The world in general, and India in particular, are in trying times when it comes to sustainability. We realise that there is no way but forward on the path towards becoming sustainable. India, over the past two decades, has come to terms with this new word and has rapidly started using it in different fora and documents, from public gatherings to public statements. Yet, do we truly understand what the need of the hour is when it comes to becoming sustainable? Are our attempts at sustainability, sustainable in themselves?
To begin with, it is essential to set some global context when it comes to sustainability. Sustainable development as a term was first used in 1987 in the famous report titled ‘Our Common Future’, popularly called the Brundtland Report, published by the United Nations World Commission on Environment and Development. The report stressed on the need to link economical development with environmental protection and called sustainable development as the path towards meeting the needs of today without compromising the needs of tomorrow. Since then, multiple meets, reports and movements have been witnessed by the globe to make environment an important part of all discourses on development. 1994 saw John Elkington introducing a now-famous term called the ‘triple bottom line’, which encompassed the social and environmental bottom line apart from the economic bottom line as a part of development discourse. It, therefore, became imperative to understand that sustainable development could not exist without environmental protection, social development and economic returns. The fact that these three could go hand-in-hand and did not necessarily outweigh one another was a whole new approach for the world. Cut to the 21st Century, we now talk about ‘responsibly sourced’ products as a regular part of our consumption cycle. In that simple term lies the understanding that business and sustainable development need to go hand-in-hand, that products, from luxury to everyday, need to be sourced without degrading the environment and that human rights should not be harmed, if not upheld, in the process of production.
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India, though, has yet to understand these three pillars of sustainable development. While the world moves to talk about creating corporate shared value, we are still talking about sustainable development merely from the lens of the environment. In any sustainability discourse, we hear about three types of impact on the community/ society/ surroundings. The first is a negative impact where the business actively harms the environment and people. The second is a neutral impact where the business activity neither has a positive nor a negative impact on the environment and people. The final is a positive impact where the business activity contributes towards the positive growth of the environment and the people. India, like most other nations, has laws to negate a negative impact. Companies need to follow certain parameters while manufacturing, producing or providing services. This has been drawn out in acts such as the Environment Protection Act 1986, The National Green Tribunal Act 2010, the Hazardous Wastes Management and Handling Rules 1989 etc. In their essence, these acts punish those who create a negative impact on the environment and people, thereby punishing those who tip the scales against sustainable development. Not just companies, individuals who damage the environment or litter, are subject to penalties and punishment as well.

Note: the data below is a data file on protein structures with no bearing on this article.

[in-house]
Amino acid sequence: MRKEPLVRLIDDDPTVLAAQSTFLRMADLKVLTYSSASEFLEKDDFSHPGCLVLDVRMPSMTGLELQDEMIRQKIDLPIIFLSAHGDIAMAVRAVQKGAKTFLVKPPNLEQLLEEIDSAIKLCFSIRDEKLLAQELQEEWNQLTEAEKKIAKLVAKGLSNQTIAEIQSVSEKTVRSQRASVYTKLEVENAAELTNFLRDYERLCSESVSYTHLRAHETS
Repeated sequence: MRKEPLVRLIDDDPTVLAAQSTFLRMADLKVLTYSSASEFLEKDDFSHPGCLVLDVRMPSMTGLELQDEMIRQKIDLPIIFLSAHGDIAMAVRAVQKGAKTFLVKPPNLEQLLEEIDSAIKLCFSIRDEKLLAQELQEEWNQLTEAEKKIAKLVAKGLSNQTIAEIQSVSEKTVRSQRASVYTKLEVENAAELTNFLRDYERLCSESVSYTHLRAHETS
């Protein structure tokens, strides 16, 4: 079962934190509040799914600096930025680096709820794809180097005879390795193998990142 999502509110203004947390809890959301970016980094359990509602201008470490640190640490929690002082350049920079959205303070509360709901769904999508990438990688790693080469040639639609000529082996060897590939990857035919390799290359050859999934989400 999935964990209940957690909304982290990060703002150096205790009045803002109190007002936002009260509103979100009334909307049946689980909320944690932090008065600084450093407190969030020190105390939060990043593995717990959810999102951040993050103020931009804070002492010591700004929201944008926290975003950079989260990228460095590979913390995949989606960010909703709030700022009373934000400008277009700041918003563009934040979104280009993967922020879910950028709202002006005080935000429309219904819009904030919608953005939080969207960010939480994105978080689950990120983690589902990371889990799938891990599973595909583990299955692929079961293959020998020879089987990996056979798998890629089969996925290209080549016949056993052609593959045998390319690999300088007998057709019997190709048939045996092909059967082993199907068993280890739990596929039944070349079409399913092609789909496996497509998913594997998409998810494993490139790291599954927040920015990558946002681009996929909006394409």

When it comes to actors championing the cause of sustainable development in India, we usually count on non-governmental organisations, individuals and private entities working in the space of development. Most of these, have focused on environmental protection and social development as separate demands rather than integrate them into a single discourse. This, despite the fact, that India has had a rich history with eco-feminism and tribal development and forest protection. The Chipko movement is testament to how woke India was to combining social development with environmental thinking as early as 1973. Activists such as Vandana Shiva, Sunderlal Bahuguna, Rajendra Singh and Radha Bhatt have combined social development narratives with the need for environmental protection.